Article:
Working with summer students, in August, Keith and I put together a draft of a proposed amicus memorandum for Hockin arguing that the DOJ position was both ahistorical and contrary to the 1998 and 2000 legislative history of section 6015(e) that seemed to make clear that Congress enacted section 6015(e) to be added on top of all existing avenues for judicial review of innocent spouse issues, not to repeal or replace any prior avenues for judicial review.

Further, in the draft memorandum, we pointed out that the Trial Section’s motion in Hockin took a position directly contrary to the position that the DOJ Appellate Section had taken in three cases that the Harvard clinic had recently litigated. In those three cases, the DOJ Appellate Section urged the appellate courts not to worry about holding that a person who filed a late Tax Court suit under section 6015(e) must have her suit dismissed for lack of jurisdiction. The DOJ Appellate Section said that such a taxpayer could always still get judicial review of the IRS’ decision to deny innocent spouse relief by paying the tax in full, filing a refund claim, and suing for a refund in the district court or the Court of Federal Claims.

In both Hockin and Chandler, the taxpayers received a notice of determination denying innocent spouse relief, but did not try to petition the Tax Court within the 90 days provided under section 6015(e). Rather, after later making either partial (Chandler) or full (Hockin) payment, the taxpayers filed refund claims and brought refund suits in district court that were timely under the rules of sections 6511(a) and 6532(a) (though, for Hockin, the lookback rules of section 6511(b) limit the amount of the refund to only a portion of what Ms. Hockin paid). Thus, except for the full payment (Flora) rule problem in Chandler, the taxpayers had done exactly what the Appellate Section said they should do to get judicial review of innocent spouse relief rulings other than through section 6015(e).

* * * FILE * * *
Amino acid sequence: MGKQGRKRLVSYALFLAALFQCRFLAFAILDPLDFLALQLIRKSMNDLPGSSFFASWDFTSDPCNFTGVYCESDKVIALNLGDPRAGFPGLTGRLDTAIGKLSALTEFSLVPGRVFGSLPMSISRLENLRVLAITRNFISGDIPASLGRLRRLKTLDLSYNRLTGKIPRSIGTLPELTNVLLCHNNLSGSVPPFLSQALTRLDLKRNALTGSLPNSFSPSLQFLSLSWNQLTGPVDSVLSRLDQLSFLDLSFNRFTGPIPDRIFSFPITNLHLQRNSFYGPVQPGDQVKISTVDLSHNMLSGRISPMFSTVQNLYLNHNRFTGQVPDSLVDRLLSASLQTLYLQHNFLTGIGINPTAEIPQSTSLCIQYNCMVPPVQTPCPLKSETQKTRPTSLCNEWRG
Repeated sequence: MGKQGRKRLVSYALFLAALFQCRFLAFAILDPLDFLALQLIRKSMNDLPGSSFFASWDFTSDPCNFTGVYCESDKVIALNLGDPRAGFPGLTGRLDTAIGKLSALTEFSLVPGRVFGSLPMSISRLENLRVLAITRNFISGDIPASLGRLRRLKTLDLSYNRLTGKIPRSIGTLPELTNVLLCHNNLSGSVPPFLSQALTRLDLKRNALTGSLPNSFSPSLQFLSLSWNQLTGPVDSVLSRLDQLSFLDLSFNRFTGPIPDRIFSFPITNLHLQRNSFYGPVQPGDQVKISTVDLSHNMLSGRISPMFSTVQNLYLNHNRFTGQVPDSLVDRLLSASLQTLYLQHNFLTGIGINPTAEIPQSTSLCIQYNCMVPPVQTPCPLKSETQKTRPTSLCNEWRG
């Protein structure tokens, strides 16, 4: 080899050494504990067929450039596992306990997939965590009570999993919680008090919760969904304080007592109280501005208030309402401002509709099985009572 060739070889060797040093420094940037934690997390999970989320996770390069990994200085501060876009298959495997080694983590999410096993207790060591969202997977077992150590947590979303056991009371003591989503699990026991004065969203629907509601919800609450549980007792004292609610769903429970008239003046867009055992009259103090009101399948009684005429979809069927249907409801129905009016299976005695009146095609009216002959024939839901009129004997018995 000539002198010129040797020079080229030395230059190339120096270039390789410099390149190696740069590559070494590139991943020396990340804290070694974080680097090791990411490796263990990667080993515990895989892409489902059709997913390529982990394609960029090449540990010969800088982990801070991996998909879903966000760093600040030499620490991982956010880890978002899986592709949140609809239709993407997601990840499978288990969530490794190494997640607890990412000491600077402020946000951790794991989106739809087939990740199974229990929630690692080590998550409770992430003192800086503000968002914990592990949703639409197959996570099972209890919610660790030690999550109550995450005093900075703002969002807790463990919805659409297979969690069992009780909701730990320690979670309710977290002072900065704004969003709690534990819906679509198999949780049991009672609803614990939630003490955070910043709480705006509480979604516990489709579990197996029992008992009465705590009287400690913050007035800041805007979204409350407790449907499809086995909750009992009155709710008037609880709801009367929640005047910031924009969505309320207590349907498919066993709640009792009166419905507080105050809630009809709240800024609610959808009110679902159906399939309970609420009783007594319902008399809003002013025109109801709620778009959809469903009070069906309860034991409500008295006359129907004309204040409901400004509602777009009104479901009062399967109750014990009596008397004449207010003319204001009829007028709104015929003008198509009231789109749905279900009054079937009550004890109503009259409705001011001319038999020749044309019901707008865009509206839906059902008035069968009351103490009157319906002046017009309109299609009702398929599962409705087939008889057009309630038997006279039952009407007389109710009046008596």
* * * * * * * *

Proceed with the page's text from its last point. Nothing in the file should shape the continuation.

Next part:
In August, we sent a draft copy of the memorandum to the DOJ attorney in Hockin and asked whether the DOJ would object to a motion by the Harvard clinic to file it. This draft memorandum apparently triggered the DOJ’s desire to explore mediation in the case. So, the case was assigned to a magistrate for mediation, and further filings on the motion (including the amicus motion) were postponed.

Then, in September and October, the magistrate and district court judge, respectively, issued rulings in Chandler granting the DOJ’s motion to dismiss for lack of jurisdiction. That is how Keith, Mr. Moede, and I learned of the existence of the Chandler case presenting the identical jurisdictional issue. Although Ms. Chandler was represented by counsel, that counsel had filed no papers in response to the DOJ motion to dismiss in her case. Naturally, this led to the magistrate and judge in Chandler relying entirely on the DOJ’s arguments and citations in ruling for the DOJ.

In his recent post on Chandler, Keith raised the question whether the Chandler district judge ruling would be appealed to the Fifth Circuit. The first piece of news in this update is that Ms. Chandler decided not to appeal. Frankly, give the Flora full payment problem in the case, I think an appeal on the issue of whether the district court otherwise would have had jurisdiction would have been pointless.